Q.: I can't believe Uncle Tom, a retired college economics professor, was the victim of a telephone scam for the second time in 18 months. He's 82 and is able to live alone in his own home, but I've had to spend a lot of time with the police while unraveling the messes. I am very frustrated with Uncle Tom, but I also know he feels bad about it. What can I do?
A.: Don't be too hard on Uncle Tom. Senior scams have become big business. That's why the Home Instead Senior Care network and the nonprofit National Association of Triads recently launched a public information program to educate families and seniors about protecting themselves from scam artists who are specifically targeting the elderly. The Protect Seniors from Fraud program provides family caregivers with a number of tools at a website, ProtectSeniors FromFraud.com. Its features could be a big help to you and your uncle.
The question remains: Why are seniors so prone to being scammed?
According to researchers at the University of Iowa, seniors are vulnerable because a specific area of the brain has deteriorated or is damaged.
By examining patients with various forms of brain damage, the researchers report they have pinpointed the precise location in the brain, called the ventromedial prefrontal cortex, that controls belief and doubt.
"The current study provides the first direct evidence beyond anecdotal reports that damage to the vmPFC (ventromedial prefrontal cortex) increases credulity," researchers said in the paper published in Frontiers in Neuroscience. "This specific deficit may explain why highly intelligent vmPFC patients can fall victim to seemingly obvious fraud schemes."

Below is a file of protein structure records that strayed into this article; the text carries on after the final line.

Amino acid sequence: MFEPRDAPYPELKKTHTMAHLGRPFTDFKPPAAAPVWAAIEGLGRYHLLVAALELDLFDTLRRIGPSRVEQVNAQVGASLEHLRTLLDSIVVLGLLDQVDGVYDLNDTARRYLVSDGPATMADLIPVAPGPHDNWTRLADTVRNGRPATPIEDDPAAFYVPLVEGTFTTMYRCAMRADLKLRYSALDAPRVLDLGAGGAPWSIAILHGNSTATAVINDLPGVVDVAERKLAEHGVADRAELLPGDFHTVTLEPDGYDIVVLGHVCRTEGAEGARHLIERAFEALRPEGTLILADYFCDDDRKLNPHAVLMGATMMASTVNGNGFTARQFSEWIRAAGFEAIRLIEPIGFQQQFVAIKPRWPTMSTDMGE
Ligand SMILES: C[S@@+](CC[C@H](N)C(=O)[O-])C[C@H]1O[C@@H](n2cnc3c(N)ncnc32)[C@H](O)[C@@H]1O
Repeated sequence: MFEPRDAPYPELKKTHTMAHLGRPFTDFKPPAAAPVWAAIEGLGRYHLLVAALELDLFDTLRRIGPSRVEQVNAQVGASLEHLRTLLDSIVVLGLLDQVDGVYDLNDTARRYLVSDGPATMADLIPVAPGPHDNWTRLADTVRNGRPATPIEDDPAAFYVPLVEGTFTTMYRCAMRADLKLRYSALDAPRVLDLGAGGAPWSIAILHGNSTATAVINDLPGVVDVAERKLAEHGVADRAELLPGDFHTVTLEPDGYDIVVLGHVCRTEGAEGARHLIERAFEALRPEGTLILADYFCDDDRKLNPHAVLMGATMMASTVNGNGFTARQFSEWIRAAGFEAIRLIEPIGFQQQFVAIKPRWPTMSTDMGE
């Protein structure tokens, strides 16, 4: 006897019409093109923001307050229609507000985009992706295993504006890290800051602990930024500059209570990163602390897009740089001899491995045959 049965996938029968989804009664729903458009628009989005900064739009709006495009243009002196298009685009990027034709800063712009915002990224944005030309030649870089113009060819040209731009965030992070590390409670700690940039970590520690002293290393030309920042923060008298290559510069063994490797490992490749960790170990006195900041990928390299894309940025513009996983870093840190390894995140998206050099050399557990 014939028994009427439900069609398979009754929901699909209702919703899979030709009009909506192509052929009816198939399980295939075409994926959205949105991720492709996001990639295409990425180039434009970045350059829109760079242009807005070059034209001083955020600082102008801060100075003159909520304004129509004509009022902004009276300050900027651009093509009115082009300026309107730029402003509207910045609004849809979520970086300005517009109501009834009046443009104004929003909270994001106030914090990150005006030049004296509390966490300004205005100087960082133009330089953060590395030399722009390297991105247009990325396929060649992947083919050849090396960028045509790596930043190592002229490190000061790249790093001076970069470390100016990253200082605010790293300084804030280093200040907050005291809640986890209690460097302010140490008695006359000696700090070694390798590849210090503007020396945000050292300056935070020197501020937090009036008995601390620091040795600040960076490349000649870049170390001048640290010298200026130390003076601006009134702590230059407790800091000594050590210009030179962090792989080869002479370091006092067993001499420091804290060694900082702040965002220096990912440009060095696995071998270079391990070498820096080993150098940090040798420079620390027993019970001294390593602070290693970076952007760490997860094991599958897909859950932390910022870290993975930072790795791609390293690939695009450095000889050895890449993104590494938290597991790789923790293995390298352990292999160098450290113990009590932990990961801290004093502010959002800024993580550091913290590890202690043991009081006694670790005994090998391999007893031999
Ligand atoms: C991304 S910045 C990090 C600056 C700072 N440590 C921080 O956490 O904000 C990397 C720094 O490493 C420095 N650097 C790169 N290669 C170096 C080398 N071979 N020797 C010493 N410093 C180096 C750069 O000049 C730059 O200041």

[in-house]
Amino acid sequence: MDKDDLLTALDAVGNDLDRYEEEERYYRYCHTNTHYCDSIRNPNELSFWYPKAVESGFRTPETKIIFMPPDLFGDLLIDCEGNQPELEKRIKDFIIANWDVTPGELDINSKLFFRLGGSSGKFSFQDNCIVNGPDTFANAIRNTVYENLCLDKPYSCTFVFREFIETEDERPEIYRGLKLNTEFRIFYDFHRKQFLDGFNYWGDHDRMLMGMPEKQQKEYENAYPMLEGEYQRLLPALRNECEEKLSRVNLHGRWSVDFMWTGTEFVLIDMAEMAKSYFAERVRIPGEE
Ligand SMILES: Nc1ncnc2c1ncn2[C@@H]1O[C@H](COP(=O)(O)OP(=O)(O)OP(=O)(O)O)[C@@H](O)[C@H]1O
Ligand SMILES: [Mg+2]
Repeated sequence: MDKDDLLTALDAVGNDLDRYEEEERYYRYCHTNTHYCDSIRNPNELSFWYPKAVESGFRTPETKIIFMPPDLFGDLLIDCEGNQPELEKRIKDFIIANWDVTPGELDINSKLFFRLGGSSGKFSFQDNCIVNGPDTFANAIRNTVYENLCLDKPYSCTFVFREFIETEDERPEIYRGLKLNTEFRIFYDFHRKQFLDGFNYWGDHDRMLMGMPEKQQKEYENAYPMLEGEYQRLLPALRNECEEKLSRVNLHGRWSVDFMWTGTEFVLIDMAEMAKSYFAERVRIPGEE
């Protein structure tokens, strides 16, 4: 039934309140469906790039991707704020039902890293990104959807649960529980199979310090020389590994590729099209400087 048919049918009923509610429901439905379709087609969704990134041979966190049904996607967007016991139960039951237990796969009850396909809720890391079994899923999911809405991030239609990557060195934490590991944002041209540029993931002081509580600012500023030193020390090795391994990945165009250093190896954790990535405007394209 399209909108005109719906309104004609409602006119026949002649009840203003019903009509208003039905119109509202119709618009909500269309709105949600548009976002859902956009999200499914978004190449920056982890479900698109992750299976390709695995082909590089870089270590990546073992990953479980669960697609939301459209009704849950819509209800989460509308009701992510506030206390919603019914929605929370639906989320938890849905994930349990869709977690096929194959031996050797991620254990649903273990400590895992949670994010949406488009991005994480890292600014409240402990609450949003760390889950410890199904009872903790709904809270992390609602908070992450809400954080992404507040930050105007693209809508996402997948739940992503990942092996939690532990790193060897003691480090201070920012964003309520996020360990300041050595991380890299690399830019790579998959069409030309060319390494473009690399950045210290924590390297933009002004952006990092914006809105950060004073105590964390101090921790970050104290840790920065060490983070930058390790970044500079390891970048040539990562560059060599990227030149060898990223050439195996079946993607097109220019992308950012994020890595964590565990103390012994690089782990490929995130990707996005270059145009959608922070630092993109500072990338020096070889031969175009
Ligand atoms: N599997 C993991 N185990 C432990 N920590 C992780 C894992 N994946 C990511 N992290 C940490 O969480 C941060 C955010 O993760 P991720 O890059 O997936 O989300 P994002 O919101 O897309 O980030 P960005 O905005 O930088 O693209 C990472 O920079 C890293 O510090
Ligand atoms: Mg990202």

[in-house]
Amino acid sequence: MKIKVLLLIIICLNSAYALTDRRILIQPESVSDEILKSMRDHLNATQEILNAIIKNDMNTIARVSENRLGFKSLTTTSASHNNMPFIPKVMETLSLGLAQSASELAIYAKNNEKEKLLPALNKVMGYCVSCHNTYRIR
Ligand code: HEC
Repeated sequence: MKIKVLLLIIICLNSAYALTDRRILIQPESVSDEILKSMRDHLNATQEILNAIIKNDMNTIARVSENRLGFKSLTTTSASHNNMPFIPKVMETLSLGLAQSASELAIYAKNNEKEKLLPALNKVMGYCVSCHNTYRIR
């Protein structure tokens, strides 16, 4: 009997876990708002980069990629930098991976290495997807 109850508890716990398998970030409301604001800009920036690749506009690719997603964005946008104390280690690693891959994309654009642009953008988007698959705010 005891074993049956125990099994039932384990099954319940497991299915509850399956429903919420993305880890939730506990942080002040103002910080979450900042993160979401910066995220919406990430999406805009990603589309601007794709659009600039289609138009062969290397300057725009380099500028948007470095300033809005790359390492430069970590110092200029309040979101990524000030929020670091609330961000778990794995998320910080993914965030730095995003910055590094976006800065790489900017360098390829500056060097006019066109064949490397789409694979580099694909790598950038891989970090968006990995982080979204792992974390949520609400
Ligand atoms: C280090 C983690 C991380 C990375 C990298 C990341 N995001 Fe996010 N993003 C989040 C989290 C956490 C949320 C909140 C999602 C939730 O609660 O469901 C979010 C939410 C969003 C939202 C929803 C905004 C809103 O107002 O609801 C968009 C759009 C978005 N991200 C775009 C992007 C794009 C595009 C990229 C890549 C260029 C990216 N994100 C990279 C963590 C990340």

Apart from being damaged, the ventromedial prefrontal cortex begins to deteriorate as people reach age 60 and older, although the onset and the pace of deterioration varies, said Daniel Tranel, neurology and psychology professor at the University of Iowa and corresponding author on the paper.
He said the finding will enable doctors, caregivers and relatives to be more understanding of decision-making by seniors.
Seniors like Uncle Tom could benefit from a second set of eyes and ears. Home Instead CAREGivers are always on the lookout for potential scams that target senior clients.
A CAREGiver could help Uncle Tom screen phone calls and deal with questionable pieces of mail as well as providing light housekeeping, meal preparation, medication reminders, companionship and transportation for such things as medical appointments and grocery shopping.
For more information, contact DeLauter at 866-522-6533 or go to www.homeinstead.com.
The Home Instead Senior Care network's 2012 Family Caregiver Support Web Seminar Series features monthly seminars for family caregivers on a variety of topics that can help them care for their aging loved ones. Learn more at Caregiverstress.com/familyeducation.
DeLauter is the owner of the Home Instead Senior Care office in Lewisburg, which serves Union, Snyder, Northumberland, Lycoming, Clinton, Montour and Columbia counties.